A frightened little boy faces adulthood

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Being a narcissist, my father demanded total control, I do not think he meant to shame me. Shame was a by product of the constant criticism, his way of making me a great baseball player.

My father had a dream, having to get married because of a pregnancy at 17; my mom was 16, robbed him of his dream.

He would live his dream through me, he would take all the credit and I would be criticized with every imperfect move he deemed unacceptable.

Even healed, life is much different for a severely abused little boy.

I live a quiet life, I try to give and have plenty of gratitude for myself and others.

Being happy go lucky, knowing everything will turn out all right, I will never know the feeling.

Life is a struggle. This is my challenge, I accept and do my best.

Surviving my father, then healing, uncovered incredible skills along with the damage.

My willpower was a monster. Athletically I could push my body through pain and barriers others could not.

In sports I could defeat stronger, quicker, more athletic guys with willpower and smarts.

Psychologically, I could wear down an opponent, exploit their weaknesses and defeat them.

Unfortunately none of these conquests elevated my unworthy “Ego” or soothed my damaged inner child.

Some of us desire power, money, or status, my father gave me a goal of baseball stardom. He wanted his son to be the best baseball player ever to live. I was more unnatural than natural.

My physical traits were average at best, speed, oh I was slow of foot. I was average size and strength, a middle of the pack kid with a violent possessed narcissistic father.

I felt like a failure at 35. I had graduated college with a BS in chemistry, played seven years professional baseball and now enjoyed success in private life.

None of that dinted my unworthy soul.

Trophies, hall of fame awards were but momentary distractions, trauma ruled my world.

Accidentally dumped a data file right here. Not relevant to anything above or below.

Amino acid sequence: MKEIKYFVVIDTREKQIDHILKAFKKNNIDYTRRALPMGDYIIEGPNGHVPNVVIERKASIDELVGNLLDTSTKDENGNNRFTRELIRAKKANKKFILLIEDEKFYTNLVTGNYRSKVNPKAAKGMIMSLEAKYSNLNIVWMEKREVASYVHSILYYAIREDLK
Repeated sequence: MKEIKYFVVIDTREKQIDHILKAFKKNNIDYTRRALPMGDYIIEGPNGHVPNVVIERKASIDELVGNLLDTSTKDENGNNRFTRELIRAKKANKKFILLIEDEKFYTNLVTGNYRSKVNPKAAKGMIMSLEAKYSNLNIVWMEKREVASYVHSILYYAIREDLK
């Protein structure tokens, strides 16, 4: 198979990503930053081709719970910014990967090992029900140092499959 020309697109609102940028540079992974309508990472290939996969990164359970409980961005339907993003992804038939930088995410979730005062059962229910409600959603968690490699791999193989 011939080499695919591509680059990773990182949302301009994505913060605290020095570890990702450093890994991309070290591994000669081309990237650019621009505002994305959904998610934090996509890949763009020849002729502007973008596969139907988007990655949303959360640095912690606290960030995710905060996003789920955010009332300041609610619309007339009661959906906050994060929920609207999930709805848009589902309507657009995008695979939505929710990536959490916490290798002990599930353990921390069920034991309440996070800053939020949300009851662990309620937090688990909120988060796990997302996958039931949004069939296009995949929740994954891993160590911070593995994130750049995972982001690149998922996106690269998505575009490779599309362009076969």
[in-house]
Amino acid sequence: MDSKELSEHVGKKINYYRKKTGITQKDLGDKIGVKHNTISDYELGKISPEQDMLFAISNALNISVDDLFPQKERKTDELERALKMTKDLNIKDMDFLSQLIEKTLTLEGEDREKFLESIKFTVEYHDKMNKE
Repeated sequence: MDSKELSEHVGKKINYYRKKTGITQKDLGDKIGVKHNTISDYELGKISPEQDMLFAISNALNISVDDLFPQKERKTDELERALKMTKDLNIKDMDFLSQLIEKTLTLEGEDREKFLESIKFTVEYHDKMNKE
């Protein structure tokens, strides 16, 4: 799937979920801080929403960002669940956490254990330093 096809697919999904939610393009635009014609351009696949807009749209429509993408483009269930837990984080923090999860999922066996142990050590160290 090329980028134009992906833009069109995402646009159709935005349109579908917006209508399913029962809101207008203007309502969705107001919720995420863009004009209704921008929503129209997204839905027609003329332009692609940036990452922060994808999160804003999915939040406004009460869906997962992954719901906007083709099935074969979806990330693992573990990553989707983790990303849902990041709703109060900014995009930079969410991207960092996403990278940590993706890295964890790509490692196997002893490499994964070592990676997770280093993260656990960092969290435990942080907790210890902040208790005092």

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5 responses to this post.

  1. I can see the pain, my eyes, almost brings me to tears.

    What a triumphant moment it should have been.

    I carried an enormous weight, perfect expectations to make dad look good.

    Hard to live another mans dream, or fulfill another mans unrealistic expectations.

    Countruntuituve as it seems, I have enormous gratitude for developing the skills that allowed me to heal.

    We make lemonade out of the lemons bestowed upon us.

  2. Oh man, can I relate! My mother never achieved higher education in life and my father didn’t graduate college, so they made me into some type of would-be-professor. Then they blamed me and said I was being manipulative and attention-seeking and all when I had a breakdown two months into university. I am multiply-disabled, which my parents deny (well, they can’t deny I’m blind but they can deny my other disabilities). NOw I’m in the process of going into long-term care for people with severe and multiple disabilities and I am mostly happy, but the thought that I didn’t prove my worth to my parents still haunts me. Thanks so much for sharing your story.

  3. We are perfect, our parents flaws caused our suffering

    You have done well and should be proud

  4. Thanks so very much for saying that.

  5. Well I think your ability to find happiness through all your challenges is impressive

    We can only do our best, then appreciate the effort

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